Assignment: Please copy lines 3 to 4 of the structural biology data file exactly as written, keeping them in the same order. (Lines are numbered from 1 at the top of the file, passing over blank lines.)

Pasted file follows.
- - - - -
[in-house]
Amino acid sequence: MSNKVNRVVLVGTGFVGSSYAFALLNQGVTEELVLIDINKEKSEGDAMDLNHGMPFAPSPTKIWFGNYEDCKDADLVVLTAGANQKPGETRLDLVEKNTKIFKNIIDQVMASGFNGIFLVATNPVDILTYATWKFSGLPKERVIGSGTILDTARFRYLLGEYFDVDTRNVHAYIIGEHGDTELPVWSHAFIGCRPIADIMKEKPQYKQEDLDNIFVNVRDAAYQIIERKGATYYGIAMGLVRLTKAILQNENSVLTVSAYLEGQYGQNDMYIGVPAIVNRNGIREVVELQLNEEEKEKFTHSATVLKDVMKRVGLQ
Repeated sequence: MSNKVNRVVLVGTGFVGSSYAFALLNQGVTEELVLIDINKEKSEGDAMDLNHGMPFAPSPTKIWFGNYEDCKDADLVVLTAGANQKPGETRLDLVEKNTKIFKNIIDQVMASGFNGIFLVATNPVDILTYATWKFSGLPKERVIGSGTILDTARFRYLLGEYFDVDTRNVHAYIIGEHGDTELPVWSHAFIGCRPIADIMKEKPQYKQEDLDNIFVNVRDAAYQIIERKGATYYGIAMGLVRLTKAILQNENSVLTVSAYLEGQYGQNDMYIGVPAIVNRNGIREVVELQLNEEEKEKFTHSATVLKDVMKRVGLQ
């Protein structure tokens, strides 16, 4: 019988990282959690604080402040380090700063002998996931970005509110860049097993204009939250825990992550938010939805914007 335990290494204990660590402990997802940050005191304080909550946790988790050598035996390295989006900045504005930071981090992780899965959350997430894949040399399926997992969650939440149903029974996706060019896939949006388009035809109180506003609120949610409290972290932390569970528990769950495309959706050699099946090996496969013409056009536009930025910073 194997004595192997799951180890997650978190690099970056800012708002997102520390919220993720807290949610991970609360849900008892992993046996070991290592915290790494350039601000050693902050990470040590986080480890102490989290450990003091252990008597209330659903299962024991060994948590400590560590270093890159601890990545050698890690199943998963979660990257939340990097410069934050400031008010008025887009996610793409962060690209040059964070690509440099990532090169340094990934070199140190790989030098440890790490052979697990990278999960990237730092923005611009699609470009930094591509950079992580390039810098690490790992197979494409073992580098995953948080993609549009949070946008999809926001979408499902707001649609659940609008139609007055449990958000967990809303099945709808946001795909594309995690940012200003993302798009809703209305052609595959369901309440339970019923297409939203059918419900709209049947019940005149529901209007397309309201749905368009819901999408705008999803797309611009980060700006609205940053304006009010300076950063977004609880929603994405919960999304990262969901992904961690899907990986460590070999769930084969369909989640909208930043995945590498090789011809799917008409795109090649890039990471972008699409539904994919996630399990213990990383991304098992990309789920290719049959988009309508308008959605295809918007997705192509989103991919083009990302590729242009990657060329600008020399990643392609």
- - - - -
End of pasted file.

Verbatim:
Repeated sequence: MSNKVNRVVLVGTGFVGSSYAFALLNQGVTEELVLIDINKEKSEGDAMDLNHGMPFAPSPTKIWFGNYEDCKDADLVVLTAGANQKPGETRLDLVEKNTKIFKNIIDQVMASGFNGIFLVATNPVDILTYATWKFSGLPKERVIGSGTILDTARFRYLLGEYFDVDTRNVHAYIIGEHGDTELPVWSHAFIGCRPIADIMKEKPQYKQEDLDNIFVNVRDAAYQIIERKGATYYGIAMGLVRLTKAILQNENSVLTVSAYLEGQYGQNDMYIGVPAIVNRNGIREVVELQLNEEEKEKFTHSATVLKDVMKRVGLQ
């Protein structure tokens, strides 16, 4: 019988990282959690604080402040380090700063002998996931970005509110860049097993204009939250825990992550938010939805914007 335990290494204990660590402990997802940050005191304080909550946790988790050598035996390295989006900045504005930071981090992780899965959350997430894949040399399926997992969650939440149903029974996706060019896939949006388009035809109180506003609120949610409290972290932390569970528990769950495309959706050699099946090996496969013409056009536009930025910073 194997004595192997799951180890997650978190690099970056800012708002997102520390919220993720807290949610991970609360849900008892992993046996070991290592915290790494350039601000050693902050990470040590986080480890102490989290450990003091252990008597209330659903299962024991060994948590400590560590270093890159601890990545050698890690199943998963979660990257939340990097410069934050400031008010008025887009996610793409962060690209040059964070690509440099990532090169340094990934070199140190790989030098440890790490052979697990990278999960990237730092923005611009699609470009930094591509950079992580390039810098690490790992197979494409073992580098995953948080993609549009949070946008999809926001979408499902707001649609659940609008139609007055449990958000967990809303099945709808946001795909594309995690940012200003993302798009809703209305052609595959369901309440339970019923297409939203059918419900709209049947019940005149529901209007397309309201749905368009819901999408705008999803797309611009980060700006609205940053304006009010300076950063977004609880929603994405919960999304990262969901992904961690899907990986460590070999769930084969369909989640909208930043995945590498090789011809799917008409795109090649890039990471972008699409539904994919996630399990213990990383991304098992990309789920290719049959988009309508308008959605295809918007997705192509989103991919083009990302590729242009990657060329600008020399990643392609």